Hearty Har: The Fogerty Brothers Are No Laughing Matter

Some might find it rather ironic that Radio Astro, the long-awaited debut album by Hearty Har —the band helmed by Tyler and Shane Fogerty— appears to harken back to the classic rock era of the ‘60s and ‘70s. The two brothers are relatively young men after all. Then again, the fact that they bear the Fogerty name is no coincidence—they’re the offspring of John Fogerty, the man who helmed Creedence Clearwater Revival and who helped forge a pathway for the sound now known as Americana. 

Although the pair recently played an integral role in the making of Fogerty’s Factory, their dad’s recent revisit to both his solo and Creedence catalogs, they’re now intent on establishing their own imprint after first initiating Hearty Har in 2012.  

“We technically made another album when we were a lot younger in 2014,” Shane Fogerty tells American Songwriter. “That was our first proper thing. We learned a lot from it, although it didn’t go as planned. We weren’t happy with the results, so that kind of made us rethink everything. We had a rebirthing of the band, and a reimagining of what we wanted it to be.” 

The songs that encompass the new album reflect any number of iconic influences, from the edgy insurgency of the opening track “Radio Man ’56” and the psychedelic strains of “Fare Thee Well” and “Get Down,” to the soul stirring “Calling You Out” and the edge and antagonism of “Don’t Go Looking For Me.” It’s most apparent on the agitated instrumental “Canyon of the Banshee,” a song that sounds like an Ennio Morricone soundtrack filtered through Motown while colliding head-on with Led Zeppelin. 

Clearly, whatever lessons they learned from their famous father have resonated well, making for an album that bears the timelessness one might expect from such a vintage template. Tyler himself describes the various additives as “A lot of sixties music, a lot of soul, a lot of psychedelia… the sound of music from ’65 to ’75, with a lot of synthesizers you might find in the music of Kraftwerk and ELO. Ennio Morricone was a big influence… all his soundtracks… lots of sounds and layers that we really like.”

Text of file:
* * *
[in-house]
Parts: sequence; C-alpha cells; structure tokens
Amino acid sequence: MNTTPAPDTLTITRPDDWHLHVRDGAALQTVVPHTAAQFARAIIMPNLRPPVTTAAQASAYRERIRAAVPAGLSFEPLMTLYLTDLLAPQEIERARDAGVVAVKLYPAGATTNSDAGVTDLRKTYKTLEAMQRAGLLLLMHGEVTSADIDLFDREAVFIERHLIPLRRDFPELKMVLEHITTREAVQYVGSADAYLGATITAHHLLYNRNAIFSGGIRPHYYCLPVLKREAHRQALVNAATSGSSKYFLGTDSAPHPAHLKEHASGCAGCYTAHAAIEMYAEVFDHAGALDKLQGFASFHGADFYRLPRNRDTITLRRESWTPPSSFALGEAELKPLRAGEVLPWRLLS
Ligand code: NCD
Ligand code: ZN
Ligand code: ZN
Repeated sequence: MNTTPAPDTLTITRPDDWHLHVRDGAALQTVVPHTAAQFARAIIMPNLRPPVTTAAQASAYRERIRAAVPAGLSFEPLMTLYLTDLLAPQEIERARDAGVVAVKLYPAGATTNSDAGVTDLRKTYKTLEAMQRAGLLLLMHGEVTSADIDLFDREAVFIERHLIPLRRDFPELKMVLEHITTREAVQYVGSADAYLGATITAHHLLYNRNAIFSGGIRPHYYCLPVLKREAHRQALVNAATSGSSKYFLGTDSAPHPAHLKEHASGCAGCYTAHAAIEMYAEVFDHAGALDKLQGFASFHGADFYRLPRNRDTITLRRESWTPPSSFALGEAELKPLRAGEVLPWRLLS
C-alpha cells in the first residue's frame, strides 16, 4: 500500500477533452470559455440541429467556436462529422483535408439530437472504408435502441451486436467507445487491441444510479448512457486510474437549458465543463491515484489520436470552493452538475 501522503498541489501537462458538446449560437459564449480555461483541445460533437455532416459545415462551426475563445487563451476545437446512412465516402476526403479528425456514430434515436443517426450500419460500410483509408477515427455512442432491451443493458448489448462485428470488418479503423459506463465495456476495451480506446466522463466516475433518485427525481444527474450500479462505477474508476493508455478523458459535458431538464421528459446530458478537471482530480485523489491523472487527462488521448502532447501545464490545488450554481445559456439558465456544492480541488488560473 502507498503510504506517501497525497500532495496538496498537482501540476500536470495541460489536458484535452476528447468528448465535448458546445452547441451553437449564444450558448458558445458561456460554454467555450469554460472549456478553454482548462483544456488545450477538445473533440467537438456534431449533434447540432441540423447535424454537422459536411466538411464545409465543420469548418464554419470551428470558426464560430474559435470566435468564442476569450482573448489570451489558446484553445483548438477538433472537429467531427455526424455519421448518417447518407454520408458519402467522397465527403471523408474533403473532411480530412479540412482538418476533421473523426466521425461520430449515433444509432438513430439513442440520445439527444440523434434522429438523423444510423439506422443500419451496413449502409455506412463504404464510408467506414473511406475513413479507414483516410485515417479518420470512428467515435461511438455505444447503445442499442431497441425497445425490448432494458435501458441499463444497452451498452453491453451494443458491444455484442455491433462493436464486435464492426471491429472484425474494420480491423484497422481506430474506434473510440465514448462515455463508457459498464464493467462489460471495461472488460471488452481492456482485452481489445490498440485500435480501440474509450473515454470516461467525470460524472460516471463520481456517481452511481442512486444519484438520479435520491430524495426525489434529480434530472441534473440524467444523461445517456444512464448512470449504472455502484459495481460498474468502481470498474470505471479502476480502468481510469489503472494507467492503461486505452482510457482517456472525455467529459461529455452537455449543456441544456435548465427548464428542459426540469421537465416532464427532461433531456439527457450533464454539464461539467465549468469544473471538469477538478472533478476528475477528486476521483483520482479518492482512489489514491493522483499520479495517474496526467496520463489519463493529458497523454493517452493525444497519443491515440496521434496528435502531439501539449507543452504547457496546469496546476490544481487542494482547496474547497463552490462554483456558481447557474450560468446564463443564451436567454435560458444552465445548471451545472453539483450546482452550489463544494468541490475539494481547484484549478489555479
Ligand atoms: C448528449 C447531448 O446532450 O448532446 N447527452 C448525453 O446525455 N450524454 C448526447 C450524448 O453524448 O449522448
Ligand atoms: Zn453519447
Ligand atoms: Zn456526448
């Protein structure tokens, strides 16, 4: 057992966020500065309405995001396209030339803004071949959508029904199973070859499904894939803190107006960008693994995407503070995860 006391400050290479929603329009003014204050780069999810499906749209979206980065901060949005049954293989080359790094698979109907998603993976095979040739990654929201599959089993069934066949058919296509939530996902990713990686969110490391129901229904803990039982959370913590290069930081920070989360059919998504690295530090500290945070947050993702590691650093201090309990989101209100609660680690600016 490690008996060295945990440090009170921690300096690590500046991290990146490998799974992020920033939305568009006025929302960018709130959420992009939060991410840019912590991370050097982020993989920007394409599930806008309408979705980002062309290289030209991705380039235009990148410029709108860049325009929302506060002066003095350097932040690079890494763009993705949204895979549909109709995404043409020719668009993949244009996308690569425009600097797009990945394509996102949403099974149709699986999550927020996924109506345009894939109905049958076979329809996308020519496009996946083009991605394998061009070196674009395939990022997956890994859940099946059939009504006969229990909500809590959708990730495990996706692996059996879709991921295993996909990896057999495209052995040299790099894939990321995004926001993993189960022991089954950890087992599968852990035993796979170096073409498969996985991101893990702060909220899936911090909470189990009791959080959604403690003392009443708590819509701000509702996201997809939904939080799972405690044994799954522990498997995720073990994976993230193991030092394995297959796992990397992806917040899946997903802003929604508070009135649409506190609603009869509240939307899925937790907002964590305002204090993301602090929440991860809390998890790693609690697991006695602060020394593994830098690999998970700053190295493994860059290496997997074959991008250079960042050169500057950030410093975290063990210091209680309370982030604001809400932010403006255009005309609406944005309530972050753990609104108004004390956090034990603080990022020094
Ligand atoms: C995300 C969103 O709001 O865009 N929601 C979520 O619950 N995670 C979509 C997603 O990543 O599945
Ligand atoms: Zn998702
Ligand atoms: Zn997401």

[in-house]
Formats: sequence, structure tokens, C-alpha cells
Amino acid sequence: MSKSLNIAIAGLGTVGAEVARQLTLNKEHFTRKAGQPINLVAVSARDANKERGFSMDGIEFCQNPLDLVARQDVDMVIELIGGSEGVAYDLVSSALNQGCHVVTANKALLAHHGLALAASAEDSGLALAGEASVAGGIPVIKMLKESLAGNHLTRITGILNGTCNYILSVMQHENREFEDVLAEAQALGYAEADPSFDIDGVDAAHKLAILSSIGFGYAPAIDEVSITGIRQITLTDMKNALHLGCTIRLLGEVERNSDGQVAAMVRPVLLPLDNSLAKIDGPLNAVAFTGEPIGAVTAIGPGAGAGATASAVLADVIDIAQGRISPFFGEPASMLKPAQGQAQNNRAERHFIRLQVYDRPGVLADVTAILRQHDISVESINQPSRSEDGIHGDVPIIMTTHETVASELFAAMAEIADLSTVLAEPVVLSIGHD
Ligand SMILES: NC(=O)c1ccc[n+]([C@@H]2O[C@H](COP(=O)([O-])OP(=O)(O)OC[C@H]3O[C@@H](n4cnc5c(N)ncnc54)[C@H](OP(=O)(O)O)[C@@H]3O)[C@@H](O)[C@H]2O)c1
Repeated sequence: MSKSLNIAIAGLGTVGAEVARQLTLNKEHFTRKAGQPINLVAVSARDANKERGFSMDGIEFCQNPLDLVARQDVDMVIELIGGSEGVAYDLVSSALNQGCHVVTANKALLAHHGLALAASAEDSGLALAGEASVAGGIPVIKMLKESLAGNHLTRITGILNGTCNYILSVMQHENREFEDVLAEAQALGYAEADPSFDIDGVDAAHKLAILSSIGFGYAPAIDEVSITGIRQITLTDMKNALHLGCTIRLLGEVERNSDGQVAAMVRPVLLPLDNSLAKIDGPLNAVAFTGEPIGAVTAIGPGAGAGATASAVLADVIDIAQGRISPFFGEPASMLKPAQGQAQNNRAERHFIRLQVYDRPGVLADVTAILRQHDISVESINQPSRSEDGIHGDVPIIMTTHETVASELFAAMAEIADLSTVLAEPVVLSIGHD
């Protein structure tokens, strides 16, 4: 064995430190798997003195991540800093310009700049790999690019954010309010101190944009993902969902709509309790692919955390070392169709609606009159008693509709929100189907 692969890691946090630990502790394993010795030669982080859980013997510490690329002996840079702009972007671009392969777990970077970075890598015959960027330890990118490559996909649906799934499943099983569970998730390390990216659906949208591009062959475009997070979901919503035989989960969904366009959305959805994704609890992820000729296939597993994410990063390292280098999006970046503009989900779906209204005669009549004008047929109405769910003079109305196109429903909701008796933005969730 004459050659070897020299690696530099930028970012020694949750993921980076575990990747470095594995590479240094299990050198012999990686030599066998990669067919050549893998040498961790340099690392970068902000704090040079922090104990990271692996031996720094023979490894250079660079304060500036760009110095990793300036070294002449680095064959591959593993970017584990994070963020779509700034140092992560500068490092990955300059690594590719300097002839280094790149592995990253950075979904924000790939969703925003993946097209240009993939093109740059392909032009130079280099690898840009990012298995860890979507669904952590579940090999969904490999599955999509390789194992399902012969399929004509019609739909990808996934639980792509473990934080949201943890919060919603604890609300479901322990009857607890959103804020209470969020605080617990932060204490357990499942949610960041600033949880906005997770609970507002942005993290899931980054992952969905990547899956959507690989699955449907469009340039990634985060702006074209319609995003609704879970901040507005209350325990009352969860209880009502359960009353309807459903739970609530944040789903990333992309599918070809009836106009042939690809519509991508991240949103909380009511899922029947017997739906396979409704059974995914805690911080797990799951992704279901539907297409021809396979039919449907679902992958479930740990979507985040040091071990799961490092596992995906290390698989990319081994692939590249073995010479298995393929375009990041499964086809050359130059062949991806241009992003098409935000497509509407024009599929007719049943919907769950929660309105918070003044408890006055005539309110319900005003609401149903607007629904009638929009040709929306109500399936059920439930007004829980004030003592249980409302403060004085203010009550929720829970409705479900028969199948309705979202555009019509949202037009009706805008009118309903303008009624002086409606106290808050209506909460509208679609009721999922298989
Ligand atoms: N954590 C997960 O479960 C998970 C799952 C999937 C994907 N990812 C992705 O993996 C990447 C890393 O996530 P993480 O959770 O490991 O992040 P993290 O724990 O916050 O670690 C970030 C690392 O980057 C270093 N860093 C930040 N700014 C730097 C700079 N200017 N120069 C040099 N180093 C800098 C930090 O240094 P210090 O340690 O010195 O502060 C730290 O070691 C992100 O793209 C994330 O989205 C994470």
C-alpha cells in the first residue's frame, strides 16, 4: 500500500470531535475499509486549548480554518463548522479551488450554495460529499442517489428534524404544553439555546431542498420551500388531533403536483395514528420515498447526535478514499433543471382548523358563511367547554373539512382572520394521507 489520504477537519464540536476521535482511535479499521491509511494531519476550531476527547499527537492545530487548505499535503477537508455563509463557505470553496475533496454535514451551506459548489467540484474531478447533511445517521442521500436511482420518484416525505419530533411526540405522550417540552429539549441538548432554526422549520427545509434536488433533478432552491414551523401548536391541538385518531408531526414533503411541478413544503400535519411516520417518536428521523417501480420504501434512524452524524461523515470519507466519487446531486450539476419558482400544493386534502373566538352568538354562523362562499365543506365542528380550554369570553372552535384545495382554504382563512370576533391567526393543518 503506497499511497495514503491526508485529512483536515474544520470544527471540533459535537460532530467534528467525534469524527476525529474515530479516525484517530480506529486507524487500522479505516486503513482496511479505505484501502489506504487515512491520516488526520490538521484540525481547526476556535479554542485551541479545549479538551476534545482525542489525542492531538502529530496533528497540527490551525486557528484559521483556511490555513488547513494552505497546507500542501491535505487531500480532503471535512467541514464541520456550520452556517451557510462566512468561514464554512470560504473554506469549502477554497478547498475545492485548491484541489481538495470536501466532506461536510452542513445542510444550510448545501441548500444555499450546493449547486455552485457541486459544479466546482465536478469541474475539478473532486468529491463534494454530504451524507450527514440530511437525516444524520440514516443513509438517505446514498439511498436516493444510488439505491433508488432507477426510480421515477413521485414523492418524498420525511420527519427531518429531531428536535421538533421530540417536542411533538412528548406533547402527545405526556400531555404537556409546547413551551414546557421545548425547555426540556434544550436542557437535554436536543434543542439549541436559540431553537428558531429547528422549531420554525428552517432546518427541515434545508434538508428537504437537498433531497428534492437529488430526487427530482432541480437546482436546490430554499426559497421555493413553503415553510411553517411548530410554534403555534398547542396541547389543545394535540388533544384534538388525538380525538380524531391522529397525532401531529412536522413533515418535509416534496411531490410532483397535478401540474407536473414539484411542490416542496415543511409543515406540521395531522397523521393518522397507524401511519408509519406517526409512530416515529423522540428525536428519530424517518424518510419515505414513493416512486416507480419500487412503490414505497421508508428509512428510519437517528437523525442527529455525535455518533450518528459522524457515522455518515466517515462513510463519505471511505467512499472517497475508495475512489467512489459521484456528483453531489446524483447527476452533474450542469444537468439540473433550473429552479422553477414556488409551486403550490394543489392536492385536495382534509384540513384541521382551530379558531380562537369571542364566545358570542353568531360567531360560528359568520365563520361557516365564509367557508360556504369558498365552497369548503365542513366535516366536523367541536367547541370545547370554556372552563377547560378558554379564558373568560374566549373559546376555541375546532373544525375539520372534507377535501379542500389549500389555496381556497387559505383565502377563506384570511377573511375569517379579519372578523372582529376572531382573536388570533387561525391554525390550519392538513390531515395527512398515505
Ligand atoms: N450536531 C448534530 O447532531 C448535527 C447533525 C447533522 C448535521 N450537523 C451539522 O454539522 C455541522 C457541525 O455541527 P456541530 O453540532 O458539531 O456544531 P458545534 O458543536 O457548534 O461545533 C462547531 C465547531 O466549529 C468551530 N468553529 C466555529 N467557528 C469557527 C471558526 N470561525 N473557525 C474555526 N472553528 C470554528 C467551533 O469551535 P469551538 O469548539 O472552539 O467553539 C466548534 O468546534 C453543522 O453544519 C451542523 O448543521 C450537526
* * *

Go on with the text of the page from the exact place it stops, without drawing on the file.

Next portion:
Tyler adds that being in their father’s backing band helped them hone their skills and encouraged them to set their sights higher.  

“Going onstage every night and really nailing it was all about being super professional,” he allows. “It really made us strive for that in our own efforts.” 

That’s an appropriate attitude, given the level of expectation that accompanies the family brand. “It’s kind of nice to grow up with that high bar,” Shane insists. “It really drove us to do something good. We’ve seen such a level of artistry with our dad, and so we were aware that you’ve got to work really hard and give it your all to achieve anything remotely close to that. Many people think it must be easy because of who we are, but it really made us work extra hard to even get noticed with our own thing. It has to be very, very good. We were really motivated that way.” 

When asked what it’s like to have such a famous father, Tyler provides an obvious answer. “I don’t know,” he responds. “I’ve never known it any other way. When we’re offstage and at home, it just feels very normal and natural. When you’re onstage though, you realize his music is really something special, and it blows you away.” 

Likewise, when they’re in the studio working on arrangements, Shane says that the fine line between having a pop and a producer quickly narrows.  

“He’s very particular about what he wants,” he reflects. “He can actually be quite stubborn. He knows the arrangements and how they should be played and the tone of things. He’s figured them out. He has a very particular mindset, and he’s very serious about it. Still, he’s more a dad than he is a rocker. And he’s been that way our whole lives.” 

“He knows when you play something wrong,” Tyler agrees. “It’s hard to get a word in. What he says goes.”   

Nevertheless, the two insist their father didn’t play a hands-on role in recording Radio Astro, other than singing back-up on the song “Scream and Shout,” a track they say he seemed to especially admire. They were intent on establishing their own identity. That was especially true when it came to determining their handle. 

“I didn’t want to name the band after something specific, or give it some boring name,” Tyler says. “We wanted it to have a life of its own, maybe a little bit of mystery. We were at this gig where our dad was playing with Bruce Springsteen, and when we were sitting around backstage waiting for Bruce to go on, the E Street Band just kind of assembled, preparing to warm up. They started playing ‘When the Saints Go Marching In’ and began circling around me and Shane. It felt so powerful, but it was also so good natured. The name ‘Hearty Har’ just popped into my head and I thought, ‘Yeah that’s it!’” 

Photo by Justin McWilliams

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